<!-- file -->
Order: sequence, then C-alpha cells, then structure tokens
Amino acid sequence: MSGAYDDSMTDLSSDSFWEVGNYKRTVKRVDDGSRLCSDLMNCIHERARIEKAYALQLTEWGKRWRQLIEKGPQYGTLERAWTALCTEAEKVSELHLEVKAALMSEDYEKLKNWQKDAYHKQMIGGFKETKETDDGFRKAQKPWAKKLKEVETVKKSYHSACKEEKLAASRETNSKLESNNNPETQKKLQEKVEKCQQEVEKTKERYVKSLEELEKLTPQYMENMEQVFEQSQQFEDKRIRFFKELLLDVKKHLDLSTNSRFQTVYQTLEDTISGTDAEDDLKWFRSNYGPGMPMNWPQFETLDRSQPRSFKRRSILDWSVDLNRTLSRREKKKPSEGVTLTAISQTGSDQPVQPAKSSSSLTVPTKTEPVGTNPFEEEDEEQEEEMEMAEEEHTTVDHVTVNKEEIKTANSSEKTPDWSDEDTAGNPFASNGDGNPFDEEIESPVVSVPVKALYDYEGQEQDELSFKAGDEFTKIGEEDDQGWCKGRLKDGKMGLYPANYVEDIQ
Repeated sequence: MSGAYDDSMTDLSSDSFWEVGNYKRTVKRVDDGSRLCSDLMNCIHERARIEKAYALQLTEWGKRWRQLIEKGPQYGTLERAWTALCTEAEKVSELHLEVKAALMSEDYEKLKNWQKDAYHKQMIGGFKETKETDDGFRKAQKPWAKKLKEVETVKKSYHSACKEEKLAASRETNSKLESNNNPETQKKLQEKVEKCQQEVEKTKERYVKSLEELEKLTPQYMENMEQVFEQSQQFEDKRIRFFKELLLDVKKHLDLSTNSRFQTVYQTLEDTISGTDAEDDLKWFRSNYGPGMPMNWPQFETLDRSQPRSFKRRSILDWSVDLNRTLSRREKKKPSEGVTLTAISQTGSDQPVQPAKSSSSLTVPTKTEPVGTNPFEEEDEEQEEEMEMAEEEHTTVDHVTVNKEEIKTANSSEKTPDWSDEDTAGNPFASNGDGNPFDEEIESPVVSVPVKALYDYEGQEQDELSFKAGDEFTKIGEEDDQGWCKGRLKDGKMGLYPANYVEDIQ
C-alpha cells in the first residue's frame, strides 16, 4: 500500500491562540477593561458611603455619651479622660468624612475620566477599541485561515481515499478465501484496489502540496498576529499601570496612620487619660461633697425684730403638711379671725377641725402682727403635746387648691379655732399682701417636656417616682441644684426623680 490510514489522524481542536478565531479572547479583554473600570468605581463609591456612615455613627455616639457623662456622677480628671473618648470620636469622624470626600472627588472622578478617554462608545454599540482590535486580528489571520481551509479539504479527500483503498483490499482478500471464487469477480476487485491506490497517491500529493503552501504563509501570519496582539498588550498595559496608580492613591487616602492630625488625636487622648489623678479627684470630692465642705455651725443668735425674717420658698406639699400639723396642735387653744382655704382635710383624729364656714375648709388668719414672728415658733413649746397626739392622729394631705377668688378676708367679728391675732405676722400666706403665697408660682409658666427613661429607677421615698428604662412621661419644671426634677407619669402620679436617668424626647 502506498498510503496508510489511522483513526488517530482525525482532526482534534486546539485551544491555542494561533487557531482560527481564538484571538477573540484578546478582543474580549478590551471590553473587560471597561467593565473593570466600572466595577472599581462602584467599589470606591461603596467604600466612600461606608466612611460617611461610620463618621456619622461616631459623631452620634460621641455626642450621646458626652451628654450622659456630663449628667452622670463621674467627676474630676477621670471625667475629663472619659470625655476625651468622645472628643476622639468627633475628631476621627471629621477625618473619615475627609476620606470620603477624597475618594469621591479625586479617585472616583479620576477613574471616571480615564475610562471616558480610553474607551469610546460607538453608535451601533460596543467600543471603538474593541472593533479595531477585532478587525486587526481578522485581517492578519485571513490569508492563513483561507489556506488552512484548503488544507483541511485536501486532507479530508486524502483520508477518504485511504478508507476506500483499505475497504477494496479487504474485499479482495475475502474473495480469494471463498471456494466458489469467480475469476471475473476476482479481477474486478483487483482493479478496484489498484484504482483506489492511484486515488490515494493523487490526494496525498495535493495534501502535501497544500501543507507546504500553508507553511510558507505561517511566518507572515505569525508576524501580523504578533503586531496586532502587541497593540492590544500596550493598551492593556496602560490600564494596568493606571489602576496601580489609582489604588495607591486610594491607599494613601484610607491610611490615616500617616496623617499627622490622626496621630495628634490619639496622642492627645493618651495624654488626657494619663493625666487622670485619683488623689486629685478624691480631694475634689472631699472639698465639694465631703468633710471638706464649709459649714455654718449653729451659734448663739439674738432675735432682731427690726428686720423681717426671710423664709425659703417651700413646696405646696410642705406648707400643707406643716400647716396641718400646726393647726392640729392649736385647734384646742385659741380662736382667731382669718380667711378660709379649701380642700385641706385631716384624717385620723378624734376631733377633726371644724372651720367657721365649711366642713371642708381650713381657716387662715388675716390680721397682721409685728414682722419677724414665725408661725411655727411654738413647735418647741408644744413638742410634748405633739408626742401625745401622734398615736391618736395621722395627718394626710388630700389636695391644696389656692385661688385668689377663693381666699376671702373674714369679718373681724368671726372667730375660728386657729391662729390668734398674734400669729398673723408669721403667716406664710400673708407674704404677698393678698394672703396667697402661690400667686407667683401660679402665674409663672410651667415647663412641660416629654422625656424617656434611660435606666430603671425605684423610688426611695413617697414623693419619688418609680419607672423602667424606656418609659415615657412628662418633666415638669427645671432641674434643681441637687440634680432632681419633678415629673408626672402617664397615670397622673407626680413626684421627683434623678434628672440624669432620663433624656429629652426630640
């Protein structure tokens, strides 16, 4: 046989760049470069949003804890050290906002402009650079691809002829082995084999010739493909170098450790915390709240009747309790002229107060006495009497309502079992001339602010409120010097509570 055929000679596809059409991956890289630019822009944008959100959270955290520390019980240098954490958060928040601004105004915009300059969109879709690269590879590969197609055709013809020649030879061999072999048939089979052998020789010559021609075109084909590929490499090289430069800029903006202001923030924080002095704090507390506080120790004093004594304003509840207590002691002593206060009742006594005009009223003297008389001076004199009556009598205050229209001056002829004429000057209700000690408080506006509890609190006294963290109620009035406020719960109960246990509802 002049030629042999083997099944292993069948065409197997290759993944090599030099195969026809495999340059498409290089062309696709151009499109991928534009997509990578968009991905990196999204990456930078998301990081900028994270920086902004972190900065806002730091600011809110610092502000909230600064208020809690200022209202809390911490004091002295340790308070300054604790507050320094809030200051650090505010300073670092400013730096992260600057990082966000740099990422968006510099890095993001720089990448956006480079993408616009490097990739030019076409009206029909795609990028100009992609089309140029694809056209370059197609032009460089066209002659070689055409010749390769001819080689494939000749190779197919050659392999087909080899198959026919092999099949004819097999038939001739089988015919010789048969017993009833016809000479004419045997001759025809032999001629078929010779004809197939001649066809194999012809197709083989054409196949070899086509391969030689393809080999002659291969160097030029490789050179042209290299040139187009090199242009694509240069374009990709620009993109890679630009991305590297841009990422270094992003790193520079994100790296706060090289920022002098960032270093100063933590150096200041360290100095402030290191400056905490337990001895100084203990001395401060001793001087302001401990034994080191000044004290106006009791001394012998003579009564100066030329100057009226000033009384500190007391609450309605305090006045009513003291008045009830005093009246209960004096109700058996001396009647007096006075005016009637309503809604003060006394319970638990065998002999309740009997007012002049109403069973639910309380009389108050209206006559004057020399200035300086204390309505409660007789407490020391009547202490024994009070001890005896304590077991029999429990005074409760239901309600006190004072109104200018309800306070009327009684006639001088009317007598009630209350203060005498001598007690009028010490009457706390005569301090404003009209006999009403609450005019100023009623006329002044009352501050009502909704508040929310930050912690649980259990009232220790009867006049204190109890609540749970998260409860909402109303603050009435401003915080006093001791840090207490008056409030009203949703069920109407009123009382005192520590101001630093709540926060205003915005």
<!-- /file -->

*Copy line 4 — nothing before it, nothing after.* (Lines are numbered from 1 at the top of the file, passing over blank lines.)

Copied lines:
C-alpha cells in the first residue's frame, strides 16, 4: 500500500491562540477593561458611603455619651479622660468624612475620566477599541485561515481515499478465501484496489502540496498576529499601570496612620487619660461633697425684730403638711379671725377641725402682727403635746387648691379655732399682701417636656417616682441644684426623680 490510514489522524481542536478565531479572547479583554473600570468605581463609591456612615455613627455616639457623662456622677480628671473618648470620636469622624470626600472627588472622578478617554462608545454599540482590535486580528489571520481551509479539504479527500483503498483490499482478500471464487469477480476487485491506490497517491500529493503552501504563509501570519496582539498588550498595559496608580492613591487616602492630625488625636487622648489623678479627684470630692465642705455651725443668735425674717420658698406639699400639723396642735387653744382655704382635710383624729364656714375648709388668719414672728415658733413649746397626739392622729394631705377668688378676708367679728391675732405676722400666706403665697408660682409658666427613661429607677421615698428604662412621661419644671426634677407619669402620679436617668424626647 502506498498510503496508510489511522483513526488517530482525525482532526482534534486546539485551544491555542494561533487557531482560527481564538484571538477573540484578546478582543474580549478590551471590553473587560471597561467593565473593570466600572466595577472599581462602584467599589470606591461603596467604600466612600461606608466612611460617611461610620463618621456619622461616631459623631452620634460621641455626642450621646458626652451628654450622659456630663449628667452622670463621674467627676474630676477621670471625667475629663472619659470625655476625651468622645472628643476622639468627633475628631476621627471629621477625618473619615475627609476620606470620603477624597475618594469621591479625586479617585472616583479620576477613574471616571480615564475610562471616558480610553474607551469610546460607538453608535451601533460596543467600543471603538474593541472593533479595531477585532478587525486587526481578522485581517492578519485571513490569508492563513483561507489556506488552512484548503488544507483541511485536501486532507479530508486524502483520508477518504485511504478508507476506500483499505475497504477494496479487504474485499479482495475475502474473495480469494471463498471456494466458489469467480475469476471475473476476482479481477474486478483487483482493479478496484489498484484504482483506489492511484486515488490515494493523487490526494496525498495535493495534501502535501497544500501543507507546504500553508507553511510558507505561517511566518507572515505569525508576524501580523504578533503586531496586532502587541497593540492590544500596550493598551492593556496602560490600564494596568493606571489602576496601580489609582489604588495607591486610594491607599494613601484610607491610611490615616500617616496623617499627622490622626496621630495628634490619639496622642492627645493618651495624654488626657494619663493625666487622670485619683488623689486629685478624691480631694475634689472631699472639698465639694465631703468633710471638706464649709459649714455654718449653729451659734448663739439674738432675735432682731427690726428686720423681717426671710423664709425659703417651700413646696405646696410642705406648707400643707406643716400647716396641718400646726393647726392640729392649736385647734384646742385659741380662736382667731382669718380667711378660709379649701380642700385641706385631716384624717385620723378624734376631733377633726371644724372651720367657721365649711366642713371642708381650713381657716387662715388675716390680721397682721409685728414682722419677724414665725408661725411655727411654738413647735418647741408644744413638742410634748405633739408626742401625745401622734398615736391618736395621722395627718394626710388630700389636695391644696389656692385661688385668689377663693381666699376671702373674714369679718373681724368671726372667730375660728386657729391662729390668734398674734400669729398673723408669721403667716406664710400673708407674704404677698393678698394672703396667697402661690400667686407667683401660679402665674409663672410651667415647663412641660416629654422625656424617656434611660435606666430603671425605684423610688426611695413617697414623693419619688418609680419607672423602667424606656418609659415615657412628662418633666415638669427645671432641674434643681441637687440634680432632681419633678415629673408626672402617664397615670397622673407626680413626684421627683434623678434628672440624669432620663433624656429629652426630640